My thoughts on the podcast, “Serial”

***spoilers for “Serial” below****

As a criminal justice major and aspiring criminal defense attorney, I am obsessed with investigative podcasts. I got into them about 2 years ago, when I listened to Payne Lindsey’s “Up and Vanished” for the first time. Payne Lindsey, as an amateur podcaster, cracked a cold case murder by investigating and telling the story in his podcast’s first season. It was the coolest, most interesting thing and I was 100% hooked on podcasts from there on out.  Now, I know I’m rambling a little bit, but basically what I am trying to get at is the decision as to what option I should pick for the purpose of this assignment was a no brainer for me – it had to be the podcast “Serial.”

This first season of “Serial,” hosted by Sarah Koenig, told the story of a murder that happened in Baltimore in 1999. An 18 year old girl named Hae went missing after school one day, and a few weeks later was found dead in Leakin Park (a forest/park area in Baltimore, Maryland). Her cause of death was manual strangulation. Investigators started looking at potential suspects and different people in her life. Eventually they decided to move forward with charging Hae’s ex boyfriend, Adnan, with her murder. He was convicted and is currently serving a life sentence in prison. However, the host of this podcast believes that there may be more to the story, and maybe Adnan is innocent. This podcast explores different aspects of the story, and tries to understand what really happened, and who is truly responsible for Hae‘s death. 

Sarah Koenig unpacks a lot of the evidence (or lack thereof) that the state was basing their case on throughout the podcast. One aspect that almost all of the state’s case was dependent on was a boy named Jay, who was friends with Adnan. He told the police that Adnan planned, killed and disposed of Hae’s body, and that he confided in Jay with all of this information. He even gave police Adnan’s exact timeline. However, there is a potential witness who saw and spoke with Adnan during the time frame that Jay claims he was killing and burying Hae. This alibi, however, was never explored or introduced by Adnan’s defense attorney at trial. What baffles me is that his defense attorney didn’t even reach out to the witness once. Later, to not much surprise, Adnan’s defense attorney was disbarred for a different case for doing an insufficient job.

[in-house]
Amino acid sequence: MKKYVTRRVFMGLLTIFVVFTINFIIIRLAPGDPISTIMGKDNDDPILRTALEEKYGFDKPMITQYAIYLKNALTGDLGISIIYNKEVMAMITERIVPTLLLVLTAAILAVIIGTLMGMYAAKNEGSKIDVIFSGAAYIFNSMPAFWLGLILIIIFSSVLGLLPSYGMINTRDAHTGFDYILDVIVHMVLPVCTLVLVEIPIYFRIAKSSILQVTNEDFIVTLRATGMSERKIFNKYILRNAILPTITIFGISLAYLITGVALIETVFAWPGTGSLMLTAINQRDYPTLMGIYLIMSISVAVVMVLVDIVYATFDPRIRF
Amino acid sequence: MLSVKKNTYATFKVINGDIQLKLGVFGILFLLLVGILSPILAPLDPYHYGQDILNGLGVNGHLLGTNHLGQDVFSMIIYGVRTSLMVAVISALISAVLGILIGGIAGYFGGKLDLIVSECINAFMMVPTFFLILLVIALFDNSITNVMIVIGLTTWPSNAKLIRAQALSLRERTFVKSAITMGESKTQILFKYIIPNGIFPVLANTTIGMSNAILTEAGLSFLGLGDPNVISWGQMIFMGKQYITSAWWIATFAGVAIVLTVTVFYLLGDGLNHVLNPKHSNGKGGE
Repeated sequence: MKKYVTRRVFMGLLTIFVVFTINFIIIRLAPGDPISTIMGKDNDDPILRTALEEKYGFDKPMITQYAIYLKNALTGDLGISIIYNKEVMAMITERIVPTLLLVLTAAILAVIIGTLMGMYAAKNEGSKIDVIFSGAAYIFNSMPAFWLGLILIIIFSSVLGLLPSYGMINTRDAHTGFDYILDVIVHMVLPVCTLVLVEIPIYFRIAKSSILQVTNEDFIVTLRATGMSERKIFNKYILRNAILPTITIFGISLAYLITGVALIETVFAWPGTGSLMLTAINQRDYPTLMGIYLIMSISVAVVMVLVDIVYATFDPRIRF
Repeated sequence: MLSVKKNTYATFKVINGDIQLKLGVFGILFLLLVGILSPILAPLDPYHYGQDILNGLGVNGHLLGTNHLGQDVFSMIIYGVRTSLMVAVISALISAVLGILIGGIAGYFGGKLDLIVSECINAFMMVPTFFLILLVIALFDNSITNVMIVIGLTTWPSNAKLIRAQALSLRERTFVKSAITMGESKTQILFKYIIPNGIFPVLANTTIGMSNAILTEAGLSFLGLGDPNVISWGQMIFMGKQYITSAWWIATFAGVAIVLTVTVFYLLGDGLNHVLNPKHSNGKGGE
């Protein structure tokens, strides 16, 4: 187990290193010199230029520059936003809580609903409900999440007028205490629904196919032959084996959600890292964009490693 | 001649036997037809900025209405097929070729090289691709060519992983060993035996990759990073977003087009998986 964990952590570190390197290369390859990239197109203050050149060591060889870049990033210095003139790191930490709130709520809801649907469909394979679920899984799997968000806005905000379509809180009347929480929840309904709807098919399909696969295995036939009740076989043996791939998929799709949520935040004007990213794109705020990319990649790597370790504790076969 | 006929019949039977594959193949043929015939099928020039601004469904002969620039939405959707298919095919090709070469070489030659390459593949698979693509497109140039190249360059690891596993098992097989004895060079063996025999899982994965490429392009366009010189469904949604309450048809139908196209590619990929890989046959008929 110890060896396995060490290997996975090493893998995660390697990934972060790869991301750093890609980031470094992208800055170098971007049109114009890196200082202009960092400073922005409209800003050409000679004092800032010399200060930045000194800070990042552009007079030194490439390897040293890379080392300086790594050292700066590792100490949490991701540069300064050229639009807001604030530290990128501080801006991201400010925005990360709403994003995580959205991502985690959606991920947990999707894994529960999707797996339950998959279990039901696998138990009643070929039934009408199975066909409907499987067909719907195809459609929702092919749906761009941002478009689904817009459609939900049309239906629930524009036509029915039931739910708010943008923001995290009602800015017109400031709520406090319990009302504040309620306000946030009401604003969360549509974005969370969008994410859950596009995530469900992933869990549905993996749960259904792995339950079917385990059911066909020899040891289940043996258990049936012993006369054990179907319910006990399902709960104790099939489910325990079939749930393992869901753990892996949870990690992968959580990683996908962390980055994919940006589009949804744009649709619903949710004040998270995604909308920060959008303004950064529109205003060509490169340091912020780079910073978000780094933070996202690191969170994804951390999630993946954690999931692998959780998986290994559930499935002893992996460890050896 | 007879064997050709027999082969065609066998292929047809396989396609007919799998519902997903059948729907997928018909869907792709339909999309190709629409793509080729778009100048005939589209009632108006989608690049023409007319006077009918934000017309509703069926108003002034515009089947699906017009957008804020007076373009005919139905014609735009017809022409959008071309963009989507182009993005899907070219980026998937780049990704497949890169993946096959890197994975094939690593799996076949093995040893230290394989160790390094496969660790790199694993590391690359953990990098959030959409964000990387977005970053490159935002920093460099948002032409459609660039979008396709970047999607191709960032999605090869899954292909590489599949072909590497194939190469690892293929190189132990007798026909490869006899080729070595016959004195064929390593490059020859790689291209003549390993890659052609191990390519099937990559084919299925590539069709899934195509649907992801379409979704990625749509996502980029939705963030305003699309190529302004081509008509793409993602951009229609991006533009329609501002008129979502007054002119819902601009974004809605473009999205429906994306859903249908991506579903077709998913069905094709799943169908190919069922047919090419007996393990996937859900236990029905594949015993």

One aspect of this whole case that scares me the most is the fact that it is so easy to blame someone for a crime. Although there were statements from Jay that makes it seem like Adnan did it, there was really no other concrete evidence that proved that he killed her. A quote that stuck out at me in the podcast was when Adnan was being interviewed by the host from prison, and asked “what was it about me that would allow someone to even entertain the possibility that I could do this?” (episode 6). This idea made me really question everything I know about the legal system, sometimes people are convicted without any evidence directly linking them to the crime. There were no fingerprints or DNA matching Adnan’s at the crime scene, he was convicted based on the fact that he was Hae’s ex-boyfriend, and statements that Jay gave to the police. Sarah Koenig raised many questions throughout the podcast, that maybe Jay was lying and was instead protecting someone else for the crime and framing Adnan. What scares me is you can be living a normal life, and then one day be at the forefront of a murder case (hopefully that happens to none of us). I know that out of any suspects or people looked into, Adnan looked the most guilty for the crime. But does that mean he did it?

On the flip side, it’s also just as scary to think that someone as normal and convincing as Adnan could’ve actually done it. He was a normal high school student: running track, homecoming King, studying and doing well in school, having a lot of friends, etc. Listening to his interviews throughout this podcast is very convincing that he did not kill Hae. I kept thinking, this guy? There’s just no way. But, what’s scary is the thought that Adnan, someone who reminds me of every other high school boy I went to school with, could’ve actually done it.  Don, Hae’s boyfriend at the time of her death, even said that Adnan “was someone that I would’ve hung out with if I knew him in school” (episode 12).

Aspects within this podcast reminded of some of the things we’ve discussed in class. In many of the works we have read for class, there were themes of believability, innocence and guilt within them. Especially in texts that discuss the court system and how they handle different crimes. This podcast told the story, not of a murder, but of a teenage boy who went to prison for it, and whether he is innocent or guilty. Sadly, the ending of this podcast wasn’t like Payne Lindsey’s “Up and Vanished” where he cracked the case. Adnan was later granted a retrial but the same conclusion came from it. He is still in jail for Hae’s murder, and I can’t help but feel unsettled with that ending.

Long Night’s Journey Into Day – Grief, Forgiveness, and Motherhood